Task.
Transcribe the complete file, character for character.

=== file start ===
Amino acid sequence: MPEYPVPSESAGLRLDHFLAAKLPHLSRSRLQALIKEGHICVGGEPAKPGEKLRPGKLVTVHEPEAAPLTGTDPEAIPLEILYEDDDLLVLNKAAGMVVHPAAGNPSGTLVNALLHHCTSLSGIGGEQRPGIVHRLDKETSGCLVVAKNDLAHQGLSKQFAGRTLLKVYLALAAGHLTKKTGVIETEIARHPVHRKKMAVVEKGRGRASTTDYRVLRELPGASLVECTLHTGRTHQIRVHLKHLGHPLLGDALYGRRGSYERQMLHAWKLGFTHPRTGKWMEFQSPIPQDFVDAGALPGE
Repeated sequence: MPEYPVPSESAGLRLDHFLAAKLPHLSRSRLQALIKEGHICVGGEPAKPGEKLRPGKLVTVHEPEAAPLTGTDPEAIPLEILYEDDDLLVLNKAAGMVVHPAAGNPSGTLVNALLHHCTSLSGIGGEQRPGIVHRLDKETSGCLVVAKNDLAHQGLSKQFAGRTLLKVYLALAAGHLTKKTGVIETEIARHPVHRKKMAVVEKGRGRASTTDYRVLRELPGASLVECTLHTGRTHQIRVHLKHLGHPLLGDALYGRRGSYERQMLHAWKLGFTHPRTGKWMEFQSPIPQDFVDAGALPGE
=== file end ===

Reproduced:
Amino acid sequence: MPEYPVPSESAGLRLDHFLAAKLPHLSRSRLQALIKEGHICVGGEPAKPGEKLRPGKLVTVHEPEAAPLTGTDPEAIPLEILYEDDDLLVLNKAAGMVVHPAAGNPSGTLVNALLHHCTSLSGIGGEQRPGIVHRLDKETSGCLVVAKNDLAHQGLSKQFAGRTLLKVYLALAAGHLTKKTGVIETEIARHPVHRKKMAVVEKGRGRASTTDYRVLRELPGASLVECTLHTGRTHQIRVHLKHLGHPLLGDALYGRRGSYERQMLHAWKLGFTHPRTGKWMEFQSPIPQDFVDAGALPGE
Repeated sequence: MPEYPVPSESAGLRLDHFLAAKLPHLSRSRLQALIKEGHICVGGEPAKPGEKLRPGKLVTVHEPEAAPLTGTDPEAIPLEILYEDDDLLVLNKAAGMVVHPAAGNPSGTLVNALLHHCTSLSGIGGEQRPGIVHRLDKETSGCLVVAKNDLAHQGLSKQFAGRTLLKVYLALAAGHLTKKTGVIETEIARHPVHRKKMAVVEKGRGRASTTDYRVLRELPGASLVECTLHTGRTHQIRVHLKHLGHPLLGDALYGRRGSYERQMLHAWKLGFTHPRTGKWMEFQSPIPQDFVDAGALPGE